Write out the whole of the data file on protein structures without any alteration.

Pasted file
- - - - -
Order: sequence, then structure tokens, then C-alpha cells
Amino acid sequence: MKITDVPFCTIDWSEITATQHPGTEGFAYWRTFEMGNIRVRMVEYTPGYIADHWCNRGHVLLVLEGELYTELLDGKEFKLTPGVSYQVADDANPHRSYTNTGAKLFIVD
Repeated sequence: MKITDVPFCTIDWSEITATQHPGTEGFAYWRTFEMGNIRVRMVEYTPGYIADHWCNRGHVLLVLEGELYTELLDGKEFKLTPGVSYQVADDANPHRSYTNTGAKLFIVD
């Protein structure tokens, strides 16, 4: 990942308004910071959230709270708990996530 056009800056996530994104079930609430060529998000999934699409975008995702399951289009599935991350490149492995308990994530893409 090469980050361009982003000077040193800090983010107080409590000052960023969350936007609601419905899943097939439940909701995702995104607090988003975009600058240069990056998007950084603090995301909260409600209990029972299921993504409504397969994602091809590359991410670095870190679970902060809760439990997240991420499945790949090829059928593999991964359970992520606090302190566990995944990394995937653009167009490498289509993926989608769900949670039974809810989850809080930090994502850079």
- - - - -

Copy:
Order: sequence, then structure tokens, then C-alpha cells
Amino acid sequence: MKITDVPFCTIDWSEITATQHPGTEGFAYWRTFEMGNIRVRMVEYTPGYIADHWCNRGHVLLVLEGELYTELLDGKEFKLTPGVSYQVADDANPHRSYTNTGAKLFIVD
Repeated sequence: MKITDVPFCTIDWSEITATQHPGTEGFAYWRTFEMGNIRVRMVEYTPGYIADHWCNRGHVLLVLEGELYTELLDGKEFKLTPGVSYQVADDANPHRSYTNTGAKLFIVD
């Protein structure tokens, strides 16, 4: 990942308004910071959230709270708990996530 056009800056996530994104079930609430060529998000999934699409975008995702399951289009599935991350490149492995308990994530893409 090469980050361009982003000077040193800090983010107080409590000052960023969350936007609601419905899943097939439940909701995702995104607090988003975009600058240069990056998007950084603090995301909260409600209990029972299921993504409504397969994602091809590359991410670095870190679970902060809760439990997240991420499945790949090829059928593999991964359970992520606090302190566990995944990394995937653009167009490498289509993926989608769900949670039974809810989850809080930090994502850079």